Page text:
Title: Vande Mataram
Written by: Bankim Chandra Chattopadhyay
Featured in: Anadamath
Written on: November 7, 1875
Published on: 1882
Music by: Jadunath Bhattacharya
Translated to English by: Sri Aurobindo Ghosh
First publication of translated version on: November 20, 1909
First Performed on: 1896
First Performed by: Rabindranath Tagore
Adopted on: January 24, 1950
The first two verses of Vande Mataram penned by legendary Bengali writer and novelist, Bankim Chandra Chattopadhyay was selected as the National Song of India on January 24, 1950. The song shares the same status as the National Anthem ‘Jana Gana Mana’ barring certain official dictates. At the time when India achieved independence it certainly was the more popular tune compared to ‘Jana Gana Mana’ which was adopted as the National Anthem by the Constituent Assembly later on. The phrase ‘Vande Mataram’ itself was the mantra of Indian revolutionaries and nationalist leaders during the country’s struggle for freedom. It enthused numerous young men and women who fell into the patriotic sentiments of the time, dedicating their spirits in service of their Motherland. Revolutionary turned spiritualist Aurobindo Ghosh termed it the ‘Anthem of Bengal’ and rendered the English translation titled ‘I bow to thee, Mother’.
Lyrics and Translation
The poem features in Bankim Chandra Chattopadhyay’s patriotic novel ‘Anandamath’ which was published as a series in the Bengali periodical ‘Banga Darshan’ between 1880 and 1882. The language of the novel is formal Bengali, a dialect known as ‘Sadhu Bhasha’ or ‘Tatsama’, but the verses of Vande Mataram are written in Sanskrit. Only the first two of the six verses were adopted as the national song in 1950. The lyrics of the song in Sanskrit are as follows –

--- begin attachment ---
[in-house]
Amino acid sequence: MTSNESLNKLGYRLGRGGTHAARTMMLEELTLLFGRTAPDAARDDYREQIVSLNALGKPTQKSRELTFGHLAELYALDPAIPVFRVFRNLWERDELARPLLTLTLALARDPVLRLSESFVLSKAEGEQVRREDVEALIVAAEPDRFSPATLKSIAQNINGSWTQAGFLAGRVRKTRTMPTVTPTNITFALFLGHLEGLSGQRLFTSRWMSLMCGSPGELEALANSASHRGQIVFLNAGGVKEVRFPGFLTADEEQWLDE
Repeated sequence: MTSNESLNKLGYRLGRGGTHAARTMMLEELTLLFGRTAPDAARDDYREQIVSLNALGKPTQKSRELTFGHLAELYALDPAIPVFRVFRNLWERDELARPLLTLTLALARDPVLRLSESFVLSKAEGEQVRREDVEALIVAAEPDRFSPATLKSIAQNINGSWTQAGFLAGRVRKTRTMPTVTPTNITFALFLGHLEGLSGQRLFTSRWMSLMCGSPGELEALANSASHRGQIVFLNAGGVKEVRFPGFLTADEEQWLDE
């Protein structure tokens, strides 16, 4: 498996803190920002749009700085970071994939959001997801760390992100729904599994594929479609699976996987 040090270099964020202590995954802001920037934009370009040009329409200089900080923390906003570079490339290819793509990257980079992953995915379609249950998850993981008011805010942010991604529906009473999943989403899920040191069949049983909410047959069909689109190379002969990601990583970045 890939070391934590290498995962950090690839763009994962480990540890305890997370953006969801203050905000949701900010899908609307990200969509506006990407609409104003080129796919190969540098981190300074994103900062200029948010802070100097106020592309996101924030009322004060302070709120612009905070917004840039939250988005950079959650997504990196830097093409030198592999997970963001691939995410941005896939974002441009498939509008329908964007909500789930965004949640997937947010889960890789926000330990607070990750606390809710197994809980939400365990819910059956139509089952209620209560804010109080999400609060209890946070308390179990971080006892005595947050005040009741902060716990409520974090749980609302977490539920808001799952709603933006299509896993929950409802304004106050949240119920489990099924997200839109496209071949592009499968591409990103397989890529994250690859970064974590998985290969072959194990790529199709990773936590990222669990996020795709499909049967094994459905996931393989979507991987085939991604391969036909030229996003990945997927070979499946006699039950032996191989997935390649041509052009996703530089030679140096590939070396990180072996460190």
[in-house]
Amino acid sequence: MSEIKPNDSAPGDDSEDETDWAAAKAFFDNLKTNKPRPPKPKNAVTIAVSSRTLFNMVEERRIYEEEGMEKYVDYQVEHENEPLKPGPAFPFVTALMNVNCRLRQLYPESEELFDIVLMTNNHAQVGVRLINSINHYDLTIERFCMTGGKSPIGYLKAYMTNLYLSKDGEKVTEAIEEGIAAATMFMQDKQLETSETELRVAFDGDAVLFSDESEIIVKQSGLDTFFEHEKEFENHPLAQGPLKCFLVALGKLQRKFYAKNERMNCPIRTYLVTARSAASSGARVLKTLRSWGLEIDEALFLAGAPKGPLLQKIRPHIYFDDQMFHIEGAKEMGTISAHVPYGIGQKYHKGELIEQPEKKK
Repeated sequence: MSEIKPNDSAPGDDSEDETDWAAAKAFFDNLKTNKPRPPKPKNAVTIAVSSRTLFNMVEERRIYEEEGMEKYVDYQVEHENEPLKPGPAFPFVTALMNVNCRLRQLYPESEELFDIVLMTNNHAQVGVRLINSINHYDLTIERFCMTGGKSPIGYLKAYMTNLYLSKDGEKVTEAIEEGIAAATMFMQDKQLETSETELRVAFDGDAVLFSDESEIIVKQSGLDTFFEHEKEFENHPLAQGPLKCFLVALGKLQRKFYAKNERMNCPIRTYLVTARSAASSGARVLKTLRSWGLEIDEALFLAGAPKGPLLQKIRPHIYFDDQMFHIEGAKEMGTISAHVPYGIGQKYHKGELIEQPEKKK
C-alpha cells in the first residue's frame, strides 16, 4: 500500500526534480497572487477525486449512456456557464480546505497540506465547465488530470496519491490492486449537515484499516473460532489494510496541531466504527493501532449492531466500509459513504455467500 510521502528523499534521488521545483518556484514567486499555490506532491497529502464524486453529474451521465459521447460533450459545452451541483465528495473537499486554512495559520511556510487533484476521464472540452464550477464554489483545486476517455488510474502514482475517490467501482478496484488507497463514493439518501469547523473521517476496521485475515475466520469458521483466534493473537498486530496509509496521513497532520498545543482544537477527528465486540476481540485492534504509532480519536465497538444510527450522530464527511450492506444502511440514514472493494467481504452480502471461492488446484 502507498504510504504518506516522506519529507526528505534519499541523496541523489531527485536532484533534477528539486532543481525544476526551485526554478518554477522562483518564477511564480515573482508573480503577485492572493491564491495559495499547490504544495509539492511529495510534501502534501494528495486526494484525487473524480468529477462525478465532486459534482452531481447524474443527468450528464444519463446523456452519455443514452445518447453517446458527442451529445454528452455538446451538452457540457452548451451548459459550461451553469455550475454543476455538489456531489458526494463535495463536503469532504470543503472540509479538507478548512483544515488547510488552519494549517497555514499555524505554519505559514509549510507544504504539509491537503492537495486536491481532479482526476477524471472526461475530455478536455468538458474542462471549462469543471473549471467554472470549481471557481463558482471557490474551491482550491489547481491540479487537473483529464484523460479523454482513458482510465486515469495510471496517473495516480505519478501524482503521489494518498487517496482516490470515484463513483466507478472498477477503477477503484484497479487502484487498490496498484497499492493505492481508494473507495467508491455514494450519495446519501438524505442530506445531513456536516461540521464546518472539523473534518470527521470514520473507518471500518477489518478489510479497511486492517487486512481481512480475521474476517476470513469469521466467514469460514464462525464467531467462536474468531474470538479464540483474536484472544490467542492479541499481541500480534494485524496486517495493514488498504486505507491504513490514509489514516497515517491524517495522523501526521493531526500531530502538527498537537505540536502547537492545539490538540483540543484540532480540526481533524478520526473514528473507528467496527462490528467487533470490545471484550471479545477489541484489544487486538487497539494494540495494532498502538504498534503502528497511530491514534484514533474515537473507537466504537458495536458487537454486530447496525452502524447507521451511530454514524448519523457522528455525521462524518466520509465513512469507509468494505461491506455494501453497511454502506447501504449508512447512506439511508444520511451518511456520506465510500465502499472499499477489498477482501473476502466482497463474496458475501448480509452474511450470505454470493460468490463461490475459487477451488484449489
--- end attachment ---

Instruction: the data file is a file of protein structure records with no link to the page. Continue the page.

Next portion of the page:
Sujala? suphala? malayaja??talam
The power packed verses had profound effect on the psyche of contemporary nationalists who assimilated the patriotic vibes. One of these young revolutionaries, Aurobindo Ghosh, took upon himself the task of translating the poem in English with the aim to popularize it among international audience. The translation was titled ‘Mother, I bow to thee’ and appeared in the weekly periodical Karmayogin on November 20, 1909. Translation of the first two verses is as follows -
“Mother, I bow to thee!
Rich with thy hurrying streams,
bright with orchard gleams,
Cool with thy winds of delight,
Dark fields waving Mother of might,
Glory of moonlight dreams,
Over thy branches and lordly streams,
Clad in thy blossoming trees,
Mother, giver of ease
Laughing low and sweet!
Mother I kiss thy feet,
Speaker sweet and low!
Mother, to thee I bow.”
Bankim Chandra wrote Vande Mataram before he wrote Anandamath. He was inspired by the rich natural beauty of rural Bengal and the song became an ode to Mother Bengal whom he visualized as the embodiment of supreme Goddess, Durga. Bankim Chandra later included the song in the novel Anandamath which was as a work of fiction but based on historical incident of Sanyasi Rebellion during 1763-1800. He described a group of monks who took on arms against the atrocious rule of the existing Muslim rulers and emerging British East India Company regime. The song features as sort of the manifesto of the Sanyansi group and eulogizes the land laden with rich, ripe crops and covered in lush green foliage, sundry of multicolor flowers and sparkling rivers adorning the terrain. The words of his verses are rich in adjectives that praise every aspect of the country and emphasizes on idolizing her as Goddess reincarnate. The verses impart a deep sense of patriotic love for the motherland in the hearts of readers despite the complexity of language and expression.
Role in Indian Nationalist Movement